Although the popularity of lacrosse is growing more and more nationally in the recent years, it is, in fact, considered America’s oldest sport, dating back to the 1600s when the game was played by native North America tribes. The first account of a lacrosse game was in 1636, but because of its lack of popularity, it doesn’t often receive the credit as America’s first sport.

As the game modernized with written rules in 1867, the popularity increased and started making presence in elite prep schools and colleges in the northeastern United States such as Princeton and Kent School. However, the interest and popularity of lacrosse has been growing significantly during this 21st century across the United States, and is not just centered in the East Coast. The number of colleges and high schools that have been including lacrosse as one of their sports options has been climbing every year and it is now a popular NCAA sport.

On the high school level, lacrosse participation grew about 15% during 2012-2013 among boys and in U.S. boarding schools, the sport is considered as popular as basketball and football. These graphs show the significant increase in lacrosse participation in schools and athletes during the late 90s and 2000s, according to the 2003 High School Participation Survey by the National Federation of High School Associations (NFHS). (Click graphs to enlarge)

The Army and Navy Academy lacrosse team is in its third year and was launched as a request from the students in 2014. With the spring sports in full swing at the Army and Navy Academy, the lacrosse players and coaches are excited to announce John Gillespie as their new head coach and are proud to have won their first game on April 4th, 2017 under his leadership. ANA played against Mira Mesa High School and won 6-2.

Coach Gillespie brings over 20 years of lacrosse coaching experience to the Army and Navy Academy, as well as many years of playing experience in the sport. Gillespie started coaching at Christchurch School in Saluda, Virginia before moving to the varsity head coach position at Woodberry Forest School in Woodberry Forest, Virginia, where he was taking over the program established and led by his father in 1963. During his ninth season at Woodberry Forest, Gillespie led his team to win its 100th game. During his 12-year tenure coaching at the school, Gillespie guided the Tigers to four state championships, capturing the Virginia State Championship (TILT) title in both 2001 and 1999. Under Gillespie’s leadership the Tigers were Virginia Prep League Champions five times, in 1995, 1997, 1999, 2001 and 2002.

Gillespie’s coaching skills have been recognized with numerous “Coach of the Year” honors including Virginia High School Coach of the Year and Virginia Prep League Coach of the Year both in 2001 and 1999, and Central Virginia Coach of the Year in 2001, 1999. These honors culminated with his selection as coach for the prestigious North-South All-star game during the summer of 2000.

In 2007, Gillespie continued his lacrosse coaching career with a move to The Gilman School in Baltimore, Maryland. At Gilman, Gillespie was head coach of the 8th grade team and the assistant coach for the varsity team, which won the MIAA Championship in 2011, and in 2009. Under his leadership, Gillespie’s 8th grade team enjoyed an undefeated season in 2011.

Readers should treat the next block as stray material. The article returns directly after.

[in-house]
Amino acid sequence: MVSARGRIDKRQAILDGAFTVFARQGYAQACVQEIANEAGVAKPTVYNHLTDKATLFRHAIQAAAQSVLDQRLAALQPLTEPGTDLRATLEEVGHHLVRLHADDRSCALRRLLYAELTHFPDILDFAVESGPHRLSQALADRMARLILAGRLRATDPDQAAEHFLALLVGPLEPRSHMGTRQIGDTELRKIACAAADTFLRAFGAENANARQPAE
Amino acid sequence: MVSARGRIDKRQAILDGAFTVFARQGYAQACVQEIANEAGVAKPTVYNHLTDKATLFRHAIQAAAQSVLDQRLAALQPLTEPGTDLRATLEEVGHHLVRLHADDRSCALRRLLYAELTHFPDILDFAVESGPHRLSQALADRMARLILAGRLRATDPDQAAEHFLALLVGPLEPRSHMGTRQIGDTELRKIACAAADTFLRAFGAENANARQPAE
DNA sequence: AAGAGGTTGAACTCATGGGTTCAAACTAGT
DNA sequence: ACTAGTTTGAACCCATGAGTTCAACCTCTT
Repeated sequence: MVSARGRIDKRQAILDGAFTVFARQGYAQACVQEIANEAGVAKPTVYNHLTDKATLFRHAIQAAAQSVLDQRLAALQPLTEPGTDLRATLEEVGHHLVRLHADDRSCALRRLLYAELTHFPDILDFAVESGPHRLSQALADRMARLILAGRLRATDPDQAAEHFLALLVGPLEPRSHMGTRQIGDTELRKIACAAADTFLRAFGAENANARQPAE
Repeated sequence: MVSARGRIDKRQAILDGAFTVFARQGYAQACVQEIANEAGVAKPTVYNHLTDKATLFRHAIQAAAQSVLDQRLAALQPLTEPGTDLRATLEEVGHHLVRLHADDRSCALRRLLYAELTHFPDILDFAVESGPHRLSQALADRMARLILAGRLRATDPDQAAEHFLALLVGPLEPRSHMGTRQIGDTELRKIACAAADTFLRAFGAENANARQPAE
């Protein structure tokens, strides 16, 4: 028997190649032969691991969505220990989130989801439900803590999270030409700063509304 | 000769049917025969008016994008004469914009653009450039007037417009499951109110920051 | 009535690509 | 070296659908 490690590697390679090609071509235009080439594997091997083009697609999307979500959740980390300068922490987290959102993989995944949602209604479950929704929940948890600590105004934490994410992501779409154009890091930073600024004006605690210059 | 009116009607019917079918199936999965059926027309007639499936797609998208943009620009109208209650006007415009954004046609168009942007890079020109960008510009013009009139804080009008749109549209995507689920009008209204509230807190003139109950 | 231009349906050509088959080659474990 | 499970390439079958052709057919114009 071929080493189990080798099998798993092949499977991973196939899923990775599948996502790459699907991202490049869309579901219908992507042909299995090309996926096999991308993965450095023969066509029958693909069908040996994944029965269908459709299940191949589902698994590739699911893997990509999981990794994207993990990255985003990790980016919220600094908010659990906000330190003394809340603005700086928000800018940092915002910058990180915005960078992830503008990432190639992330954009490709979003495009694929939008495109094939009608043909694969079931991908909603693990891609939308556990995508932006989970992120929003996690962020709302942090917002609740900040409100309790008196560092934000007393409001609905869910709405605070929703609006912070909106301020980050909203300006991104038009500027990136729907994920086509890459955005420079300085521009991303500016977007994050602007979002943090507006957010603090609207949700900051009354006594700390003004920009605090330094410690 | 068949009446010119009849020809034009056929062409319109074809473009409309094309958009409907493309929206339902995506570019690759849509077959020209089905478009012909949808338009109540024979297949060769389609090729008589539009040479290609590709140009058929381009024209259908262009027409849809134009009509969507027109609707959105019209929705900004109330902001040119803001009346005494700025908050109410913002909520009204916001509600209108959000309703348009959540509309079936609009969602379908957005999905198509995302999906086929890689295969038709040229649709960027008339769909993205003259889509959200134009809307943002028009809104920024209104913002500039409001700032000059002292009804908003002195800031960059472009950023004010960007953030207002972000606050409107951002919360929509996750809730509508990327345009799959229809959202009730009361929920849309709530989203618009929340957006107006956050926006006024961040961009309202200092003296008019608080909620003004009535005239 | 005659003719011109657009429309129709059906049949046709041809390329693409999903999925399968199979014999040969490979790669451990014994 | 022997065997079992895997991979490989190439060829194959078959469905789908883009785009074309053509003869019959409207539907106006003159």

Gillespie’s passion for the game of lacrosse dates back to his early days. His father, Robert F. Gillespie Jr., built the lacrosse program at Woodberry Forest School, coaching for 28 years and earning a place in the Virginia Lacrosse Hall of Fame. As a student at Woodberry Forest, the young Gillespie trained under his father as a four-year member of the varsity lacrosse team. During his senior year, he was elected team captain and received the Most Valuable Player award and the Godine Leadership Award. He was also named to the Virginia Independent School all-state team as an attack man and was selected to play in the U.S. Lacrosse North-South High School game.

Following high school, Gillespie headed to the University of Virginia where he played attack for the post-collegiate Virginia Men’s Club lacrosse team, competing in the Central Atlantic League of the USILA. In 1986, the Virginia Men’s Club team won the USILA Club Championship.

Coach Gillespie relocated to Encinitas, California from Raleigh, North Carolina where he was an assistant varsity coach at Saint Mary’s School, worked as a counselor for eight years at Breschi Lacrosse Camp at UNC, and trained goalies. He is a member of Triangle Men’s Lacrosse Officials Association and refereed North Carolina high school lacrosse games. Coach Gillespie holds a US Lacrosse Coaching Certificate Level 1 and a US Lacrosse Referee Certificate Level 3. Dr. Monica Gillespie, his spouse, will be the new Head of the Upper School at Francis Parker in the fall.

John has an incredible love for the game of lacrosse but more importantly, a passion for teaching young people life lessons through sports and the classroom. He relates to kids like very few I have seen before, building their confidence while at the same time, encouraging them to reach beyond their comfort zone. He encourages them to make sacrifices to improve their game but teaches them to have balance in life, with school, sports and socially. His focus on 100% effort and having fun in the process is something I’ve always admired and use with our team at UNC on a daily basis!

                – Joe Breschi, Head Lacrosse Coach, University of North Carolina – Chapel Hill National Champions

Coach Gillespie says that he is proud to be a part of the Army and Navy Academy team with an athletic program that focuses on developing character, sportsmanship, and leadership. He is specifically looking forward to building teamwork and pride in the program.